It has certainly been an eventful couple of weeks here at Knittist Towers. I clumsily tripped over an out-of-alignment cat igloo and having unthinkingly put my arm out to catch my fall, found that my wrist really hurt. To cut a long story short, I had sustained a hairline fracture in my scaphoid bone i.e. I had a broken wrist. After some x-rays and a military doctor poking my thumb about in a painful, yet businesslike manner, it was two weeks in a splint for me, before seeing whether it had healed or if I would need a plaster cast.
As you might have guessed, the final diagnosis was positive: I am plaster cast-less* and back to some not-too-strenuous knitting. But the weeks inbetween! Oh boy, it was so strange not to knit. It’s something that I have done day in, day out for years. The lack of physical making left a great void which was eventually filled with reading about making, and compiling lists of things that I wanted to make or learn once healed. There was lots of thinking about the properties of yarn, a good deal of stash-assessing and some experimental playing with colours and textures.
An enforced break from knitting actually made me consider my making, and in particular my ongoing projects and how they might either evolve, or be resolved. I really feel that I have come back from the break stronger and with a better focus. As I mentioned, I read a lot whilst not knitting, and found myself surprised at how much I missed more scholarly research and study, which I haven’t been focussing on for a little while. Ina Zweiniger-Bargielowska’s book on austerity in Britain during the second world war was particularly fascinating. I also started to delve into my favourite, ever-fascinating time period of the interwar years once more with some great resources on art deco (more of which later).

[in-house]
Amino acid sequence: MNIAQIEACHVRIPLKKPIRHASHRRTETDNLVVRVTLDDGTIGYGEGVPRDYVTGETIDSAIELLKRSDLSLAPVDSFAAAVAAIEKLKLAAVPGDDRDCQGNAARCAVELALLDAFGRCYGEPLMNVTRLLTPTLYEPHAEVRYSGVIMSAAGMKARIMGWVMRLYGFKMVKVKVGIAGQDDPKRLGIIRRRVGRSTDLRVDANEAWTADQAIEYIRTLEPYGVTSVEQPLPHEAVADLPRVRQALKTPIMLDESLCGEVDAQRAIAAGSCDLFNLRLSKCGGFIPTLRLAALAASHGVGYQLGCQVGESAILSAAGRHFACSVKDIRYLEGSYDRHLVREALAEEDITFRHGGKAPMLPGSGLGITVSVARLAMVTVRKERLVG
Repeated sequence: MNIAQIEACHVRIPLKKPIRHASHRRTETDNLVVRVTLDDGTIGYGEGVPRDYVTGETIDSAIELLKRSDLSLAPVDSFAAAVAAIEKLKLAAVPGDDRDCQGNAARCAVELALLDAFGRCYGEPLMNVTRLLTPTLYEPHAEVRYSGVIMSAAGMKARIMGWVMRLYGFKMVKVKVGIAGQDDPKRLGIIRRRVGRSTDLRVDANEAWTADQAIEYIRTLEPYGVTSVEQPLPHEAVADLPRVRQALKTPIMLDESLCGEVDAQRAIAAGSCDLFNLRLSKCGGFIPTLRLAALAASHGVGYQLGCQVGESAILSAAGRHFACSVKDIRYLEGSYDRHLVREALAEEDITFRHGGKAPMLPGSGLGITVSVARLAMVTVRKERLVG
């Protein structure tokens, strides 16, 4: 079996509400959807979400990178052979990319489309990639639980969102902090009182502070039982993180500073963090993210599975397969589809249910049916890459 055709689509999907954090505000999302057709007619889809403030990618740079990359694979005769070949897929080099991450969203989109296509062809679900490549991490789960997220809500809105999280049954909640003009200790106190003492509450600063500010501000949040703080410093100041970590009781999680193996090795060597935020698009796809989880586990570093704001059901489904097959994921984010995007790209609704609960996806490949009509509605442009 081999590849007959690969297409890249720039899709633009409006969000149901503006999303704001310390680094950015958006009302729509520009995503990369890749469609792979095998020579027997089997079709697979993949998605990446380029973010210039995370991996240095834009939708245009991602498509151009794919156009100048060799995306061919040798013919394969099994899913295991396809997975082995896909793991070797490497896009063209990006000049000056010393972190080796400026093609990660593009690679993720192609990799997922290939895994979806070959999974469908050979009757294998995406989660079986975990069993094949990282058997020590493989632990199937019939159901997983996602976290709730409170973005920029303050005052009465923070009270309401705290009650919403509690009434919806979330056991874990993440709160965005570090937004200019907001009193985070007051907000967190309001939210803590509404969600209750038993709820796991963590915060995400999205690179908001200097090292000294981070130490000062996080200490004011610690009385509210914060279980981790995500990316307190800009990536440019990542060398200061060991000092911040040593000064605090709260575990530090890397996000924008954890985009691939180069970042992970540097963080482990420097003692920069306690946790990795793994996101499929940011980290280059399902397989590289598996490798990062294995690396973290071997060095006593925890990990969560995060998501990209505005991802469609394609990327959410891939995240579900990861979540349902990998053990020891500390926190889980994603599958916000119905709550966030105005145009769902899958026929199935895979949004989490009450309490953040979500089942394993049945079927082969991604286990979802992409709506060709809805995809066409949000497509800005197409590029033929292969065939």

But back to the making. At Knit Nation, last month Woolly Wormhead kindly fitted me up with the right sort of hat for my face shape and hairdo. She had a whole table groaning with sample hats for her patterns and there really was something to suit everyone. She suggested a couple of her hat patterns that would work well for me and I chose Limpetiole – a lovely pattern with a lot of reverse stocking stitch, the aesthetic of which is something I really enjoy.
If you’re on Ravelry, my project page is here.
The yarn that I used is that suggested: Manos del Uruguay silk blend (dk weight), which is a single spun soft yarn. The blend is 30% silk and 70% Merino Extrafine Wool. It has excellent stitch definition which is great for this pattern which has beautiful leaves that the yarn helps to stand out at the base of the hat.
This was a lovely pattern to knit, and very quick to make too. I wasn’t knitting terribly fast, and it took five evenings. I made the 22″ size which was the second largest and knitted it on 3.75mm dpns which has produced a hat that I can wear down over my forehead, as above, or perched as a beret. It has what one might term mid-slouch, rather than a full-on slouchy hat that drops down the back of your head. Although I loved the colour of the yarn when I picked it, I was a little trepidacious about using a variagated yarn as often I don’t like the look of the finished knitting. I have to say though, the variagation of this yarn lends itself to the pattern brilliantly, and as you can see below, it adds the look of a limpet to the hat, seen flat.
Rather a pinky purple limpet, admittedly.
* Although he’s pleased that I’m mended and back to normal, Giles thinks that it is a great shame that he didn’t get to draw and write slogans on a plaster cast as we both used to do in our schooldays. I remember having a broken arm aged around 8, and the cast turning into a mobile autograph book.